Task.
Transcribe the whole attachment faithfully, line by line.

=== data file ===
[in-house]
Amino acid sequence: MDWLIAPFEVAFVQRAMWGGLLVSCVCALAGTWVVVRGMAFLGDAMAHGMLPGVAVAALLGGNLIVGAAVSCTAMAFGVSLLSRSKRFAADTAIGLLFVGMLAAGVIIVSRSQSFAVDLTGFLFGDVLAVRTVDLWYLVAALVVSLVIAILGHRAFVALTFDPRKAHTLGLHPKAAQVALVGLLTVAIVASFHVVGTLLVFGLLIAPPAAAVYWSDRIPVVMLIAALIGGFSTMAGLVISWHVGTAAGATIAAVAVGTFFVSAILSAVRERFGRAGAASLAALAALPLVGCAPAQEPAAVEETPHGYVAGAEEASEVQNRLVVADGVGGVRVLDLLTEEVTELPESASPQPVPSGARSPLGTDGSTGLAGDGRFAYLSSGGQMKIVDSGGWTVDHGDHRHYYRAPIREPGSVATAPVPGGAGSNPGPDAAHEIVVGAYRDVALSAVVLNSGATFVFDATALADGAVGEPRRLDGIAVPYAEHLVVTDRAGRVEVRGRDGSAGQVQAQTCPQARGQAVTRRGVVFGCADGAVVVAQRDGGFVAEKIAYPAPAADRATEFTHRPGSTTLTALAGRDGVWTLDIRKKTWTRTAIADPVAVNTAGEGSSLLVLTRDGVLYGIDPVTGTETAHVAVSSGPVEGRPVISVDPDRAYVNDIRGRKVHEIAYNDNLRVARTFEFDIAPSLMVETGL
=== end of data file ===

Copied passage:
[in-house]
Amino acid sequence: MDWLIAPFEVAFVQRAMWGGLLVSCVCALAGTWVVVRGMAFLGDAMAHGMLPGVAVAALLGGNLIVGAAVSCTAMAFGVSLLSRSKRFAADTAIGLLFVGMLAAGVIIVSRSQSFAVDLTGFLFGDVLAVRTVDLWYLVAALVVSLVIAILGHRAFVALTFDPRKAHTLGLHPKAAQVALVGLLTVAIVASFHVVGTLLVFGLLIAPPAAAVYWSDRIPVVMLIAALIGGFSTMAGLVISWHVGTAAGATIAAVAVGTFFVSAILSAVRERFGRAGAASLAALAALPLVGCAPAQEPAAVEETPHGYVAGAEEASEVQNRLVVADGVGGVRVLDLLTEEVTELPESASPQPVPSGARSPLGTDGSTGLAGDGRFAYLSSGGQMKIVDSGGWTVDHGDHRHYYRAPIREPGSVATAPVPGGAGSNPGPDAAHEIVVGAYRDVALSAVVLNSGATFVFDATALADGAVGEPRRLDGIAVPYAEHLVVTDRAGRVEVRGRDGSAGQVQAQTCPQARGQAVTRRGVVFGCADGAVVVAQRDGGFVAEKIAYPAPAADRATEFTHRPGSTTLTALAGRDGVWTLDIRKKTWTRTAIADPVAVNTAGEGSSLLVLTRDGVLYGIDPVTGTETAHVAVSSGPVEGRPVISVDPDRAYVNDIRGRKVHEIAYNDNLRVARTFEFDIAPSLMVETGL